If there are cost effective steps that allow pigs to live comfortably, we need to take them. One that we take regularly is to put their shade structure in the shade. This may sound unnecessary, but it helps.

Most places in a savanna-style pasture are not shaded all the time. Your pigs will be more comfortable if the shade structure is placed in the shade of a tree from midday to late afternoon.

If you make a habit of extending this way of thinking through the very cold, windy, wet and hot times, you can expect your sows to have slightly more babies, your butcher pigs to gain at a slightly better rate, and for you to make more money.

Our butcher pig shelters are homemade contraptions that look a lot like a heavily built tool shed with no walls or floors.

Pig shade structure
One example of a simple pig shade that’s easy to move. Photo by Holly Arbuckle.

We built them on skids cut from rot-resistant wood, and they can be moved easily by horse or vehicle. The uprights were originally bars from freestalls, and the lumber in the roof frame is from a local mill. The roof is made from white, reflective barn siding.

In wet weather we throw down some old, rotten hay to keep the pigs out of the mud. The uprights can be wrapped with a heavy greenhouse shade cloth to keep some wind, rain and sun out.

In warm weather several of these can be set up close together and side by side. Custom-made greenhouse shade cloth with metal grommets can be attached to both inside corners of two adjacent structures, creating double the amount of available shade for a fraction of the cost of another shelter. These structures remain very mobile.

Even more mobile is our prototype shade structure. This is a 20- by 30-foot canopy built on hay wagon axles. It is extremely mobile, and on flat ground can be pushed by hand. Its only real disadvantage on hilly ground shows up if the pigs happen to remove the blocks in front of the wheels.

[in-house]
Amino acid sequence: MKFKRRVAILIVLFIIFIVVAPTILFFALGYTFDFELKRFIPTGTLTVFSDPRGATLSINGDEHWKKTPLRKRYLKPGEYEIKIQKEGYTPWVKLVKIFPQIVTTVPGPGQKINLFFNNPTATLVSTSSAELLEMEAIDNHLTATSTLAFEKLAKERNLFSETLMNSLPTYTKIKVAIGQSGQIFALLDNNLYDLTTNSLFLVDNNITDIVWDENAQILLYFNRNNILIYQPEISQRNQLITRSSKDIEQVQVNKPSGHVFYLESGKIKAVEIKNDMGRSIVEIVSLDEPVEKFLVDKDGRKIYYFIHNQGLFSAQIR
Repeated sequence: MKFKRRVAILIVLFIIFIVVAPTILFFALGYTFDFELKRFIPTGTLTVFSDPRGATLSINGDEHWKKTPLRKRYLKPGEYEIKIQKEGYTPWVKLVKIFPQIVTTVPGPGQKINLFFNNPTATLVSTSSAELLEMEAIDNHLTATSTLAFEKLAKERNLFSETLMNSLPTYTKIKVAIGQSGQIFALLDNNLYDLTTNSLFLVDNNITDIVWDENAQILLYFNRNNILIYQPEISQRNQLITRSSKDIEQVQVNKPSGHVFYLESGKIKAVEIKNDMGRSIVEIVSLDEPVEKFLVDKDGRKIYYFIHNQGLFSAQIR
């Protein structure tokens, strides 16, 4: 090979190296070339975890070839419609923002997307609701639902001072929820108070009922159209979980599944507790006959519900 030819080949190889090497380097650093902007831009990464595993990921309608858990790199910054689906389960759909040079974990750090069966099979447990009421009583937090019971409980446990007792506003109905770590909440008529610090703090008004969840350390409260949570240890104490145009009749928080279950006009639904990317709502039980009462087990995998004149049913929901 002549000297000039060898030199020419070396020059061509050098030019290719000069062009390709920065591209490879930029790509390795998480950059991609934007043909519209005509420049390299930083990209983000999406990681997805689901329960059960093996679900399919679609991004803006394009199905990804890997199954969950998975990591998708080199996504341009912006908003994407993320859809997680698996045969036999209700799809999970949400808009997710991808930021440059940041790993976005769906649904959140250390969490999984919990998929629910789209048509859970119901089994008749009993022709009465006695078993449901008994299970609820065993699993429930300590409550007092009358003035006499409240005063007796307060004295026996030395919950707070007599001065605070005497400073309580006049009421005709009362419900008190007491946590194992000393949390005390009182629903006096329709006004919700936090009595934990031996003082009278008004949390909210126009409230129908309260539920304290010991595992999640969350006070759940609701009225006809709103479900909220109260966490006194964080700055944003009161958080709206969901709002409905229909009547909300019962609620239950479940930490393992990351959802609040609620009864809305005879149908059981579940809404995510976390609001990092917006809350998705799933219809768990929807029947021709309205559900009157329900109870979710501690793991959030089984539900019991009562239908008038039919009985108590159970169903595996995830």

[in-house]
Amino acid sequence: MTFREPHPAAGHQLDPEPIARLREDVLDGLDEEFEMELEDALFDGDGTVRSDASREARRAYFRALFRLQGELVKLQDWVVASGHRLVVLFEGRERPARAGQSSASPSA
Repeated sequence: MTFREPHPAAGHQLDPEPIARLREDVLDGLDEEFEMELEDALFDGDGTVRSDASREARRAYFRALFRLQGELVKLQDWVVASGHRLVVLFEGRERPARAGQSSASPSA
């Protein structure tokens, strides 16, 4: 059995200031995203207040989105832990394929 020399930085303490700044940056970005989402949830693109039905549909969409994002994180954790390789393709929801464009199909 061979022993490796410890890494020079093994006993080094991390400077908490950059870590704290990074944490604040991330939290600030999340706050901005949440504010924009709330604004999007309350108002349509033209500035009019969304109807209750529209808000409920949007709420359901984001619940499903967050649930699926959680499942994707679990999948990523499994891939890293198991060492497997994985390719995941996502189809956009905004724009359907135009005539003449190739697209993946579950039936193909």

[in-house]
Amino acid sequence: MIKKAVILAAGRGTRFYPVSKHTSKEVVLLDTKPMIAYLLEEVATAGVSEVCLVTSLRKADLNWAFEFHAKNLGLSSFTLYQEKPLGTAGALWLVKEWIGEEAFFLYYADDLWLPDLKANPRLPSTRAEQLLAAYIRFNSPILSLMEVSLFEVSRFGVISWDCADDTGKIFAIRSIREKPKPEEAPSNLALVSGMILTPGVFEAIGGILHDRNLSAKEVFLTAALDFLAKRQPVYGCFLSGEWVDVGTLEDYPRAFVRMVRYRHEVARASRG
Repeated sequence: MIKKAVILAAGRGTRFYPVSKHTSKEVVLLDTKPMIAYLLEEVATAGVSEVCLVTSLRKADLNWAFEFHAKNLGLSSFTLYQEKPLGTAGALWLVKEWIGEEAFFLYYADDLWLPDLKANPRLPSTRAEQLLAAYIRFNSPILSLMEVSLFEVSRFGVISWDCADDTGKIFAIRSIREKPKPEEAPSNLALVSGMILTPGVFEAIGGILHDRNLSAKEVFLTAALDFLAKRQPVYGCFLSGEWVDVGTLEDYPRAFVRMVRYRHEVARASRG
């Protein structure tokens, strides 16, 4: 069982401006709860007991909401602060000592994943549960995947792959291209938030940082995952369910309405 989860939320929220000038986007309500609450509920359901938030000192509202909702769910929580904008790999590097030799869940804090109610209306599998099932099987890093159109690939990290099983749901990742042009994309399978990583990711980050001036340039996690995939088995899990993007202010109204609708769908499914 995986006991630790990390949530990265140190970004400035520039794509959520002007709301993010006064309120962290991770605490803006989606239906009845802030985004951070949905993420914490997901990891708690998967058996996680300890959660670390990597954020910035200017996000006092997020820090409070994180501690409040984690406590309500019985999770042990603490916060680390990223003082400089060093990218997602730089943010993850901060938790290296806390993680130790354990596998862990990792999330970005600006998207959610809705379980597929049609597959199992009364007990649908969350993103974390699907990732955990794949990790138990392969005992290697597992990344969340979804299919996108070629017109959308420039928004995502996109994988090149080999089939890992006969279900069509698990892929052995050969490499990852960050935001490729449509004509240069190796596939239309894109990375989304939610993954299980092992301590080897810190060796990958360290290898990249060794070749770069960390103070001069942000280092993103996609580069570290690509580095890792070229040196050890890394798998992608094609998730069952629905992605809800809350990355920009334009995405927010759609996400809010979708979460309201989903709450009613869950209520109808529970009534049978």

Then a strong wind can blow the shade like a sail boat on the ocean, sending it racing downhill, tearing down the fence and crashing into a gully, only to be discovered the next day when the old lady next door calls and says your pigs are eating her daffodils.

Everything is mobile
As in so many things, the possibilities here are as numerous as our imagination allows.
In the end, on our farm everything other than the winter housing is mobile: fencing, water lines, waterers, feeders and shade/rain shelters.

If we can imagine our pig herd as a giant roller/crimper moving in a slow cycle around the farm, and build our infrastructure accordingly, we can reasonably expect pigs to work as partners in our goal of increasing the soil’s resiliency within our lifetimes.

John and Holly Arbuckle manage pasture-raised pigs and operate Roam Snack Sticks, LLC, from their farm near Newcastle, Maine.